Politicians' encounters with real members of the public have provided some of the more bruising and entertaining moments of the election campaign so far.
One hitherto unpublicised example of the genre occurred last week between Steven Norris, vice-chairman of the Conservative party, and a TES journalist (who shall remain nameless for reasons that will later become apparent) on a flight from Manchester to London.
Sadly we cannot share the finer points of our informant's recollection of a wide-ranging conversation, because Mr Norris hotly disputes it in the most unparliamentary of terms - "That f* b*, what a little s***," etc. etc. However, Mr Norris does not dispute that he said:
* Margaret Thatcher was "stark, raving mad" and that "power corrupts and absolute power corruptedMargaret absolutely";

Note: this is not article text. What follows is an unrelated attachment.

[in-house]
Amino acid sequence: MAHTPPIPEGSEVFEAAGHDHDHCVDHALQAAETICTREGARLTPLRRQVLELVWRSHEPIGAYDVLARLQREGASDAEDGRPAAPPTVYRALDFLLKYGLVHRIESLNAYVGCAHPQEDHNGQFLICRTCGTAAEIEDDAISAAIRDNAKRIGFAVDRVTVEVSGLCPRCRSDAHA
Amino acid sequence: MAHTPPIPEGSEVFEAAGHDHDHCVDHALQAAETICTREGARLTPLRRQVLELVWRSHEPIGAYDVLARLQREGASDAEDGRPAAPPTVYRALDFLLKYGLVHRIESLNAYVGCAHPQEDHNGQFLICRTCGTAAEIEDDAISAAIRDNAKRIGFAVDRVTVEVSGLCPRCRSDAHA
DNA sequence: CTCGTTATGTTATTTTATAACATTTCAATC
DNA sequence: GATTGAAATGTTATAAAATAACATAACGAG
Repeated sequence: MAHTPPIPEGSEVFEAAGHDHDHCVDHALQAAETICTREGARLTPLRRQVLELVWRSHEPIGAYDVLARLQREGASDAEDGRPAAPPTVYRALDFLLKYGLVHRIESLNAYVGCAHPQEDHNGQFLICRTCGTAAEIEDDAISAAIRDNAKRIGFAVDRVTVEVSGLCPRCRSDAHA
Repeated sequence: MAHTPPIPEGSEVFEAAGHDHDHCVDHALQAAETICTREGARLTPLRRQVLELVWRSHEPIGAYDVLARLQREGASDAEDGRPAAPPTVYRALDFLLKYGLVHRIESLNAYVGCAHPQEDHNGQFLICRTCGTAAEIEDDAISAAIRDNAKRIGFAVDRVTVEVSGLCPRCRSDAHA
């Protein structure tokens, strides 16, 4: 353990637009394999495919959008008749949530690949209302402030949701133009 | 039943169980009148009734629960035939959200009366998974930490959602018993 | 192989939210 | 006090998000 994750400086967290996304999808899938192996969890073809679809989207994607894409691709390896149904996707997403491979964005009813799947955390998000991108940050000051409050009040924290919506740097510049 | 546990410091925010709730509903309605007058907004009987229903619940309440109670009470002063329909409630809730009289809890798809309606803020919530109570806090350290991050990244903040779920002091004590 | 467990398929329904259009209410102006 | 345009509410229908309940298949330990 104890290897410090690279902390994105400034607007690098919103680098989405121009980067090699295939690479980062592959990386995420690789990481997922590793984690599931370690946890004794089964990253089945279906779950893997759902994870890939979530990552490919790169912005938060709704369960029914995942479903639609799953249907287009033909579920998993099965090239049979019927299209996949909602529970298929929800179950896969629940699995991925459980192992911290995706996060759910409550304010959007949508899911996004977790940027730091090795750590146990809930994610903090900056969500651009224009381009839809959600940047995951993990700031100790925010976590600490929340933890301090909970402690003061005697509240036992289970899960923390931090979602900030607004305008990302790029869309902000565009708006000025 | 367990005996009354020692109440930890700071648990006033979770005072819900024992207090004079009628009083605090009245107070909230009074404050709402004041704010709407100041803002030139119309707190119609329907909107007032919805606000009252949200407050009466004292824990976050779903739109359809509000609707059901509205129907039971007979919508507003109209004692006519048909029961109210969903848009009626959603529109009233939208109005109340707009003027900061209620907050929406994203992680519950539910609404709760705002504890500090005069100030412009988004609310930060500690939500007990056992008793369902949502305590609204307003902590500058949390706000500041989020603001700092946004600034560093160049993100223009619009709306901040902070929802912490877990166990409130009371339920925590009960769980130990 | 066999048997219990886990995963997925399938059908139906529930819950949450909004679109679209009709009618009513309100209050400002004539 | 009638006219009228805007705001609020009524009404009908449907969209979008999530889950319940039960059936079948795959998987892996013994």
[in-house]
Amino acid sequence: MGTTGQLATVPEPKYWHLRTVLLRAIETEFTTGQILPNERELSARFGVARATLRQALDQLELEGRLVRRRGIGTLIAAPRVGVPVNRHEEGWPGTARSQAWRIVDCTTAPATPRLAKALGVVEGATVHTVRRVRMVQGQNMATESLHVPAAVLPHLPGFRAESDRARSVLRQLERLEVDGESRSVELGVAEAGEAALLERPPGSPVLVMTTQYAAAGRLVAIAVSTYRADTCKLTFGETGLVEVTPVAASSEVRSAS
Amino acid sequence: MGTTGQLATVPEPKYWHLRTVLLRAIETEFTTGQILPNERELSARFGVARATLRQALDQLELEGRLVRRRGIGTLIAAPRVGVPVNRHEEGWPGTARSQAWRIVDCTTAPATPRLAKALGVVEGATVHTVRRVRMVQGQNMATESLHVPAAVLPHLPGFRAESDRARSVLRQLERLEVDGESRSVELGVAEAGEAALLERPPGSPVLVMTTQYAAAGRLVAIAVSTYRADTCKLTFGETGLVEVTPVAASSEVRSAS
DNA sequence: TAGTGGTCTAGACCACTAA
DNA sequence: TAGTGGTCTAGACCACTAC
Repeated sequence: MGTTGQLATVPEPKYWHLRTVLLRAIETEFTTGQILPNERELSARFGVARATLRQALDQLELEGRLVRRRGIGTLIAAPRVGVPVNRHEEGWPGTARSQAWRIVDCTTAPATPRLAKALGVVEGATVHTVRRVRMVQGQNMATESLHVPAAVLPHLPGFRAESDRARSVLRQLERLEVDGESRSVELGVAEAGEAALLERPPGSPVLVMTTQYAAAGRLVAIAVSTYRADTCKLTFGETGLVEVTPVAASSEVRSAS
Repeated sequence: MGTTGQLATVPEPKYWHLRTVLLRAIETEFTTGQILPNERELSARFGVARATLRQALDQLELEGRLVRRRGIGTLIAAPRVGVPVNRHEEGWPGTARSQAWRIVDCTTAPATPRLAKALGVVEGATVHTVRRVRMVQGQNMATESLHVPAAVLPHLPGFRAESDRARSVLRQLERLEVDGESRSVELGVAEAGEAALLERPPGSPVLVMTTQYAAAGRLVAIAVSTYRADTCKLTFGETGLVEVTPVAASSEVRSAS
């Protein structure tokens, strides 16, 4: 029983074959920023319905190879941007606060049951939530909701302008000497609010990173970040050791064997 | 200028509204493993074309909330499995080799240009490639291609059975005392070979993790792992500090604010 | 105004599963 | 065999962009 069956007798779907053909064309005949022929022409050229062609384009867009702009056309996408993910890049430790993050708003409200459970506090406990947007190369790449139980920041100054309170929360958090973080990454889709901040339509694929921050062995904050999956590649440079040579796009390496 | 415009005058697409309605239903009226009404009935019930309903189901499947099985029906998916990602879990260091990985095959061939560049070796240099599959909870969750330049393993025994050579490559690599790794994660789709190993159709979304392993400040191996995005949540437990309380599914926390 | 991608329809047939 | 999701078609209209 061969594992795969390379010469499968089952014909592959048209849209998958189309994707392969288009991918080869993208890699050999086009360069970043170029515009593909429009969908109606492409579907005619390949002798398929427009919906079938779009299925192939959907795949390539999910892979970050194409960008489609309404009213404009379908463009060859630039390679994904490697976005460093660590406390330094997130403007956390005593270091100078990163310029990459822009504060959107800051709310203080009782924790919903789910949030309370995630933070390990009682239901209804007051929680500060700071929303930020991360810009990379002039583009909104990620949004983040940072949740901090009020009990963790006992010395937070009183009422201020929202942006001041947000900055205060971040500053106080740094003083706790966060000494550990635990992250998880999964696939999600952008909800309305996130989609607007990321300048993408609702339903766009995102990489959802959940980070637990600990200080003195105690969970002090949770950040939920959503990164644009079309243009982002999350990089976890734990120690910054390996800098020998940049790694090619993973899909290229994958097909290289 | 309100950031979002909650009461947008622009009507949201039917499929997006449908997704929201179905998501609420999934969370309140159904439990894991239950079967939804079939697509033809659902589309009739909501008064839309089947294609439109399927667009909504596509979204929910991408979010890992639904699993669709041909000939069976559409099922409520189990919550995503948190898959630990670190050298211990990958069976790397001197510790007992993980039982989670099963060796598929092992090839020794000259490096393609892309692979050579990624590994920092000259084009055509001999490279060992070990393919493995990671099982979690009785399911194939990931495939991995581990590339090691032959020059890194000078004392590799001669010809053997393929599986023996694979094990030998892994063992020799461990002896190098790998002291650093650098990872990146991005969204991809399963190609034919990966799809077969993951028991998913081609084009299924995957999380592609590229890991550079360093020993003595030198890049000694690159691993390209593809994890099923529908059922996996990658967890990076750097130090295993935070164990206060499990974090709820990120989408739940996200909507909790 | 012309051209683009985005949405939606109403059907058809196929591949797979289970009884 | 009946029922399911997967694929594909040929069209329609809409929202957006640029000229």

* That it was difficult to criticise Labour transport policy because the Tories did not invest enough in public transport (Mr Norris is a former transport minister);
* That William Hague had been "badly advised" on his baseball cap excursion;
* That Mr Norris didn't want to pay for a private education for his children but state education was in such a poor state he had to;
* That OFSTED criticism of his son's Montessori school because it failed to teach a broad spectrum of faiths in RE was "amusing" since his boy was only two-and-a-half and still playing with crayons.
A volcanic Norris did have two questions to ask us when we rang to check his recollection of the conversation with our man: "What is his name and where does he live?"